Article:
Anyway, there I was, gliding past Hot Topic and Yankee Candle, when it occurred to me that I was carrying so many plastic shopping bags full of plastic doodads, that it could probably be melted down and reformed into an entire Barbie Dream House. Or better, a whiffle ball bat. Very useful tool for fighting one’s way through the mall crowds this time of year. And all around me, people swarmed like Orcs — I swear, my keys were glowing blue and everything.

blue glowing sword

What happens to my keys when there are too many people around.

 

Between the excess of people, the excessively tall North Pole Christmas tree, and the excess of soon-to-be plastic junk in every store window, three words popped into my head:

LEAVE NO TRACE

Leave No Trace

 

Now I know what you’re thinking. Go back to Jupiter and let us have fun destroying our planet in peace! Well too bad, because I’m just getting warmed up — exactly like this planet. (See what I did there?).

I love the principles of Leave No Trace. The idea is that we can all take steps to help to protect the earth’s natural beauty and pass along the heritage to future generations. Yes, the principles largely apply to venturing outdoors, but what if we took it further? What if we attempted to “walk lightly on the earth,” as Barbara Ward once said, and applied Leave No Trace ethics to everything we do, including our holiday celebrations? How would Christmas look if we were to focus a little less on creating the world’s tallest mountain of torn and crumpled Santa Claus gift wrap, and more on the impact our choices may have on the environment? What if we all rose up and decided to ex-nay the excess for once? What if we…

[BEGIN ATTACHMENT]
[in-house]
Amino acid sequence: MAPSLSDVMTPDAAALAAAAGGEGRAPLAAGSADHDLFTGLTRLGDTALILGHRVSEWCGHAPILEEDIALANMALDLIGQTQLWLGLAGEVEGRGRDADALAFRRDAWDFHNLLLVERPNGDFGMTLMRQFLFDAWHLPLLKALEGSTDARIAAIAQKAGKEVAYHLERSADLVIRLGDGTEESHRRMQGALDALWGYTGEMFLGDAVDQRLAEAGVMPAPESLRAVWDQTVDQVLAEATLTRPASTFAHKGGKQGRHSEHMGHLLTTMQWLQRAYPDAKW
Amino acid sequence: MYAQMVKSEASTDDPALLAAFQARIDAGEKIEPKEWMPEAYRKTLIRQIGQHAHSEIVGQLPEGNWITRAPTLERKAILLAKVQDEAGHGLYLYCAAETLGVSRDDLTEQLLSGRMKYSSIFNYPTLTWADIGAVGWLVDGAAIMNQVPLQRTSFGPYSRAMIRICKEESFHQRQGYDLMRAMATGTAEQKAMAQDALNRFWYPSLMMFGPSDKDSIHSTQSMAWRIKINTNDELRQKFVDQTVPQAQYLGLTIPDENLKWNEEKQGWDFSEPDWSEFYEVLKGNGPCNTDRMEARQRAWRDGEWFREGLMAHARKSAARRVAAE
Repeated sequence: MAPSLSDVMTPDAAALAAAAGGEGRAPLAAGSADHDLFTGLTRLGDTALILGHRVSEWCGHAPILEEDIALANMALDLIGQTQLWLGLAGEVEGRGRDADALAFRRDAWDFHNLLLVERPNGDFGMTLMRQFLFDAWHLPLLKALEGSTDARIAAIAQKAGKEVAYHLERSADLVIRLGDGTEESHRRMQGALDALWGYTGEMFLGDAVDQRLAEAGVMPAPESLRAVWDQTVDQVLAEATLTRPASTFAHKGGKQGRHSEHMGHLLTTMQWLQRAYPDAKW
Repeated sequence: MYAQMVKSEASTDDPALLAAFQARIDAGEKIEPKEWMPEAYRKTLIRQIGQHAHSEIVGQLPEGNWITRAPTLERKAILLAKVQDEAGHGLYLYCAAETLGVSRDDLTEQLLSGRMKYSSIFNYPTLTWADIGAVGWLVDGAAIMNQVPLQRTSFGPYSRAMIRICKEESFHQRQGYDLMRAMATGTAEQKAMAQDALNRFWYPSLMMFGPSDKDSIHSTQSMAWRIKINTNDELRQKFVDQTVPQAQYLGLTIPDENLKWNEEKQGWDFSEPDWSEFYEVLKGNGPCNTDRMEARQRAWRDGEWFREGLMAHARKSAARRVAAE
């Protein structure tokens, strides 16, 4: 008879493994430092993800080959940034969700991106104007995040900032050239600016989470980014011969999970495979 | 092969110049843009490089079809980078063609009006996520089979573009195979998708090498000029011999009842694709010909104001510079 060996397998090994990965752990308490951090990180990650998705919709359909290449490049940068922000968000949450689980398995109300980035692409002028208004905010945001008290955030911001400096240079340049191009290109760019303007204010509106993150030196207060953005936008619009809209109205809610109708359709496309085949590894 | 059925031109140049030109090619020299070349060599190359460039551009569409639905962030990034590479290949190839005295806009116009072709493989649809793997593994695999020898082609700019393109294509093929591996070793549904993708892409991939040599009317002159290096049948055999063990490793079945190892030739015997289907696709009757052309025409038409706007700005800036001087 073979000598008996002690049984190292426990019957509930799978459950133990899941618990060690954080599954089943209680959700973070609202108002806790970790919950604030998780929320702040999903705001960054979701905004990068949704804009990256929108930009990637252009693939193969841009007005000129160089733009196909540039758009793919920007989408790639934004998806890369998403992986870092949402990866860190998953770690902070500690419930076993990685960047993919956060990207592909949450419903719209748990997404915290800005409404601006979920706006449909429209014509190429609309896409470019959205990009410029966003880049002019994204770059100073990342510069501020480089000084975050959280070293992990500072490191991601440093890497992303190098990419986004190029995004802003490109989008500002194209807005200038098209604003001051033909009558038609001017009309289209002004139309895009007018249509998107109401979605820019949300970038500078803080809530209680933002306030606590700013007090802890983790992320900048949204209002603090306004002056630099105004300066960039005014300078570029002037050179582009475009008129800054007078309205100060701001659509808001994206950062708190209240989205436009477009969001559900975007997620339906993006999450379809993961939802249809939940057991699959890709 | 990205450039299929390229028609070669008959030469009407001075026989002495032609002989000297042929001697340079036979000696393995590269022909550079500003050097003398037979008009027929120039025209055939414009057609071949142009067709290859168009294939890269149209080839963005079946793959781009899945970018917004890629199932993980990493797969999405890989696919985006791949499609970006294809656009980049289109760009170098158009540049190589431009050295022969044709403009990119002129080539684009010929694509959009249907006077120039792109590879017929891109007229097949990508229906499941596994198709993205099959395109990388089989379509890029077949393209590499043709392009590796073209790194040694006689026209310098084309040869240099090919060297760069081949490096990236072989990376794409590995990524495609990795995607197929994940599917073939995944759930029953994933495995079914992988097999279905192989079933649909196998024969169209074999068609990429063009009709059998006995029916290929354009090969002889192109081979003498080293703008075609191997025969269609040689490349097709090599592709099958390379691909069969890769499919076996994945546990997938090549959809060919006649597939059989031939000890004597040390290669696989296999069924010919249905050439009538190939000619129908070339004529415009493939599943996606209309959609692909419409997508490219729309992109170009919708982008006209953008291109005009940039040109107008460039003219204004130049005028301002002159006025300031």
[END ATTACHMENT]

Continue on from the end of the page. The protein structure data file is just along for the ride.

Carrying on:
Hold that thought. One of my kids just mumbled something about my spending an excess of time using the computer, which just happens to use an excess of electricity, kind of like the non-LED and therefore not-environmentally-friendly Christmas lights blinking on our non-replantable Christmas tree. Okay fine. I give up. Just call me Miss Hypo-Christmas. Anyway, I’ve gotta go wrap some plastic junk in a bunch of shiny paper.

Not-So-Average (aka: Bra-Shopping Woes)

I finally broke down and did it. It was something so hard to do, that I kept putting it off. But today, I decided that I could not wait any longer. It was time to face my fears and jump in with both feet. So, I did it.